Figure 7. Normal distribution between dependent variables analyzed accordingly to the Kolmogorov-Smirnov test, which identified the maintenance of a proper standard in each group and consistency of photometric measurements obtained. A, Percentage of breast projection elevation improvement in the group treated with muscle strap; B, Percentage of breast projection elevation improvement in the group treated without a muscle strap; C, Percentage of breast convexity improvement in the group treated with a muscle strap; D, Percentage of breast convexity improvement in the group treated without a muscle strap; E, Percentage of improvement in the ratio between the upper and lower breast poles in the group treated with a muscle strap. F, Percentage of improvement in the ratio between the upper and lower breast poles in the group treated without a muscle strap.


    The general variable analysis of the study population was similar between the groups with regards to age, BMI, race, smoking status, number of pregnancies, and breast volume resected during surgery. Therefore, in both groups, the influence of any characteristic of the women themselves other than the variable studied (muscle strap) can be considered low and the number of cases studied is sufficient since an important statistically significant difference between variables such as %EP and PR was found. The results followed a normal distribution, which seems characteristic of each group and confirms the consistency of the photometric values and discards the probability that these results were obtained by chance.

    The 6-month-postoperative time point was the same used by many authors in different case series and considered suitable for this study20,23-25. As this study included a comparative analysis (mammoplasty without a muscle strap), it allowed for refining of the evaluation and comparison of the independent variable studied (muscle strap) within a 6-month postoperative period.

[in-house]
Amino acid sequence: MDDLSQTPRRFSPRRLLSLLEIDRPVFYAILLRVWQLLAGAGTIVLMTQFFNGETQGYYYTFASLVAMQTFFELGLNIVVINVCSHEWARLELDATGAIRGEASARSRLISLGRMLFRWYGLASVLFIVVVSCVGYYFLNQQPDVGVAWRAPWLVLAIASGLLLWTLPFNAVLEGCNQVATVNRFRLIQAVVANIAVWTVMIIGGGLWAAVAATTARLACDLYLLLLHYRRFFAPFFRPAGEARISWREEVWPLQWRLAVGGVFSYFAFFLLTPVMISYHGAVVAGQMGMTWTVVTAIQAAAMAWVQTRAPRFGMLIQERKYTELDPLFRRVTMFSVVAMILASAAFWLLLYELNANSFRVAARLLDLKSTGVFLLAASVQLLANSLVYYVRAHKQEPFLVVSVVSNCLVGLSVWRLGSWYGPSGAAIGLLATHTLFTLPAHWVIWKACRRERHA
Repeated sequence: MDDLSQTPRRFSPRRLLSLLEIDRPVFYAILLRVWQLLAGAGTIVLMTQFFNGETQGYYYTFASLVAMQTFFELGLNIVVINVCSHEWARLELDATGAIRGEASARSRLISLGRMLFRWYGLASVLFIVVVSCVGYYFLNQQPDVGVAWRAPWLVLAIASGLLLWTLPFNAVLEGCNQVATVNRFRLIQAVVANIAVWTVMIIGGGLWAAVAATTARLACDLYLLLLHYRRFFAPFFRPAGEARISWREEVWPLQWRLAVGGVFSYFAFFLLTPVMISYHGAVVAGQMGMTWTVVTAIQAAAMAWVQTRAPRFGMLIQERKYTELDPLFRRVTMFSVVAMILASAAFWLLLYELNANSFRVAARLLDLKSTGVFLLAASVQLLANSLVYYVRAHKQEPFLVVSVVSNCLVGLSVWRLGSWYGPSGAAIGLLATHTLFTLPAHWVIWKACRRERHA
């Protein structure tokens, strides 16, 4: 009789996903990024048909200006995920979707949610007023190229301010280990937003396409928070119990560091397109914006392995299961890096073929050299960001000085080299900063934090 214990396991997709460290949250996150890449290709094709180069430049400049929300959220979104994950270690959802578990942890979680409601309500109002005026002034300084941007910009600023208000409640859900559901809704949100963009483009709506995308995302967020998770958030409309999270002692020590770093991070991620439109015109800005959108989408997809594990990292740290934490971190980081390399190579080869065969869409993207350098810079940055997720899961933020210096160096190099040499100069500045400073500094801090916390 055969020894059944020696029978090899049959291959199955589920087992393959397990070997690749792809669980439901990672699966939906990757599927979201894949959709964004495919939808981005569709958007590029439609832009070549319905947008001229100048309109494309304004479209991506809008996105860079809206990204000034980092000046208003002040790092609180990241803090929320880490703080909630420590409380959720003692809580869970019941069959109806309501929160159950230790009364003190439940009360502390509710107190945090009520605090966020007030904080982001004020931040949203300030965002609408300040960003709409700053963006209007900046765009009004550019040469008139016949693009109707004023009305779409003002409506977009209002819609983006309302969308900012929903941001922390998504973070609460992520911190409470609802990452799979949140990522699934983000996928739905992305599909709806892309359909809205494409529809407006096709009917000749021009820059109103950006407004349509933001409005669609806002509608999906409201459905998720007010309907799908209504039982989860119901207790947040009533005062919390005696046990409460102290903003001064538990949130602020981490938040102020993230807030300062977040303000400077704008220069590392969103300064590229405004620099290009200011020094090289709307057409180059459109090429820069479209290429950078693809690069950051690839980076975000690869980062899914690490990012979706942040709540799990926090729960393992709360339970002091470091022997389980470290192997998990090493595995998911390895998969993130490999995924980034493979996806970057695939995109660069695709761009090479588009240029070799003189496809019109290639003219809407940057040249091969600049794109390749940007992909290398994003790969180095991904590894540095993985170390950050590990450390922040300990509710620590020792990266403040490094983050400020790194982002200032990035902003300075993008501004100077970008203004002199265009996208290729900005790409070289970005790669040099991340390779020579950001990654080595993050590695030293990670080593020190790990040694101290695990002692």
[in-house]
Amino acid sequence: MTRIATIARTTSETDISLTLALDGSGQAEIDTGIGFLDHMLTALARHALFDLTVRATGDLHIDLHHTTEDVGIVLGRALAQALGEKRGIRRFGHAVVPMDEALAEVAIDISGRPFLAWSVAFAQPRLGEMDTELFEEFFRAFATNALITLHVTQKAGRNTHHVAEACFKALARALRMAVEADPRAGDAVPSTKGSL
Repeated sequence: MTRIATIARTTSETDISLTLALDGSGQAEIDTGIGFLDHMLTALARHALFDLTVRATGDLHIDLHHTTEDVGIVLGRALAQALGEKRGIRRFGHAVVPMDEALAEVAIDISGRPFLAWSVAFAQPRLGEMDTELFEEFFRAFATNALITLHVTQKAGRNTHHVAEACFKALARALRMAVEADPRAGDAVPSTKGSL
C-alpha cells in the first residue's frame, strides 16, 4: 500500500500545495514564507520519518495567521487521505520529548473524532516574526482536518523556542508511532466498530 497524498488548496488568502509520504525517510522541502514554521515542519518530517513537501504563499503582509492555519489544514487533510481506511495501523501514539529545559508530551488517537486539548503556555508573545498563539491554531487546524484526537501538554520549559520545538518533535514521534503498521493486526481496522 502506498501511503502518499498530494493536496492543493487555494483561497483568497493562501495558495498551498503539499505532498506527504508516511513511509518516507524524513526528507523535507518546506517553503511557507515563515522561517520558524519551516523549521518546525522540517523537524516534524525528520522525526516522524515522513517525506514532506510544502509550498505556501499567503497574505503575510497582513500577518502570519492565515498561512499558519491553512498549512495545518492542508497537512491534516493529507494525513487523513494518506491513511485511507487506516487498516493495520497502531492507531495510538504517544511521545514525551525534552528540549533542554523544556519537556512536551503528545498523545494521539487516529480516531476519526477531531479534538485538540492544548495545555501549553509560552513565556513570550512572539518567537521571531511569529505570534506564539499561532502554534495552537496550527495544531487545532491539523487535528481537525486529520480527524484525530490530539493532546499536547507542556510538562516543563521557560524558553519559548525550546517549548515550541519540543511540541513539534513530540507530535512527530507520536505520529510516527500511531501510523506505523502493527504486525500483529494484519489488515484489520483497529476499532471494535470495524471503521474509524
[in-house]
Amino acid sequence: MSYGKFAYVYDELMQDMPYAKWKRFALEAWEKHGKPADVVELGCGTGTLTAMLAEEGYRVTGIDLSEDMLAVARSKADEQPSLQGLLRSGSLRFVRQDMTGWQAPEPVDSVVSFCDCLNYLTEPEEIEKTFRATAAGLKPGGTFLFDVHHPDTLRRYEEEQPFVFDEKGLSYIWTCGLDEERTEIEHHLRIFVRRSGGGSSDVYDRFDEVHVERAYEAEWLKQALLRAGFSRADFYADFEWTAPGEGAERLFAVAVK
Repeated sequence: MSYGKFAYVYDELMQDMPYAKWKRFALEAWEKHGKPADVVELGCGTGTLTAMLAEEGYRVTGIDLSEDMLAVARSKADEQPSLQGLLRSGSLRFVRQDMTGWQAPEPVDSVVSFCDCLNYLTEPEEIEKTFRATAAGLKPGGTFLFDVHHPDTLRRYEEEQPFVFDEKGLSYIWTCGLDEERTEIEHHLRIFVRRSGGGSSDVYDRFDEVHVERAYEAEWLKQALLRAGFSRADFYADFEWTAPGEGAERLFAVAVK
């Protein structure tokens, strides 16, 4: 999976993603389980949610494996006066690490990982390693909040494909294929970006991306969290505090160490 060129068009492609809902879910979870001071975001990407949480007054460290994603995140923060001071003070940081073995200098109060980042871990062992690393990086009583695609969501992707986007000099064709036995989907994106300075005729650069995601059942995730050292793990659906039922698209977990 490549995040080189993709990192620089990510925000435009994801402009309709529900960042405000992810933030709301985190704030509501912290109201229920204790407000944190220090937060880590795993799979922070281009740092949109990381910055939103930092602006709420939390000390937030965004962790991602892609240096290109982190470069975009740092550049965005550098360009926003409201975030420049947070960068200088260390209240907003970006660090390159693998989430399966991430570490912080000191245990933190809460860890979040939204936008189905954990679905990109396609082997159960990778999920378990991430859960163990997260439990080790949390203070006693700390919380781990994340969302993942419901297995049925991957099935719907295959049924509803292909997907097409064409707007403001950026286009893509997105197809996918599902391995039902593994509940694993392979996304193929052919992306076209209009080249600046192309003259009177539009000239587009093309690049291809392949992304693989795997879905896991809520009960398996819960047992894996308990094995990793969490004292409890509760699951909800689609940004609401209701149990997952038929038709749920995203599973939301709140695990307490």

Although the surgical time was longer in Group I, the difference was not significant. In addition, the procedure performed with the muscle strap presented the exact same complication percentages and types as the group without.

    The photometric results of Group I showed that this procedure effectively contained the dermoglandular pedicle of the inferior pole within a 6-month postoperative period. This study showed a significantly higher difference in the ratio between the upper and lower breast poles in Group I as well as a greater breast projection height (Table 2, Figures 5 and 8). Regarding the ptosis that persisted in the breasts of Group I, we believe that this was mainly due to sliding of the lipoglandular components of the skin flaps covering the lower pole pedicle and the superomedial areolate pedicle. Therefore, it is important that these flaps not be very thick and that the post-mammoplasty breast volume be predominantly comprised of the inferior pedicle enclosed within the muscle strap.

    Figure 8. Pre- and 6-month-postoperative time points of a patient treated with a muscle strap with a predominantly fat parenchyma and intense sagging skin as well as a great number of stretch marks. In this patient, skin flaps are left with a thickness of approximately 3 cm. The muscle strap provides good filling of the upper pole and great elevation of the breast projection as assessed by the photometric results.

    Our preference of using a superolateral areolate pedicle flap is not due to the initial purposes described, namely for filling of the upper pole9,10; as in the technique reported in this study, it is prepared with a thickness of 1.5-3.0 cm, which is sufficient to maintain skin vascularization26. This is mainly due to the extensive vascularization observed in this areolar segment (presenting as a dominant vascular pedicle with the perforating vessels of internal breast arteries/veins and a higher risk of areolar necrosis26,27) and the fact that it enables great areolar mobility, mainly in large and dense breasts, thus enabling the prevention of their tension and deformation1.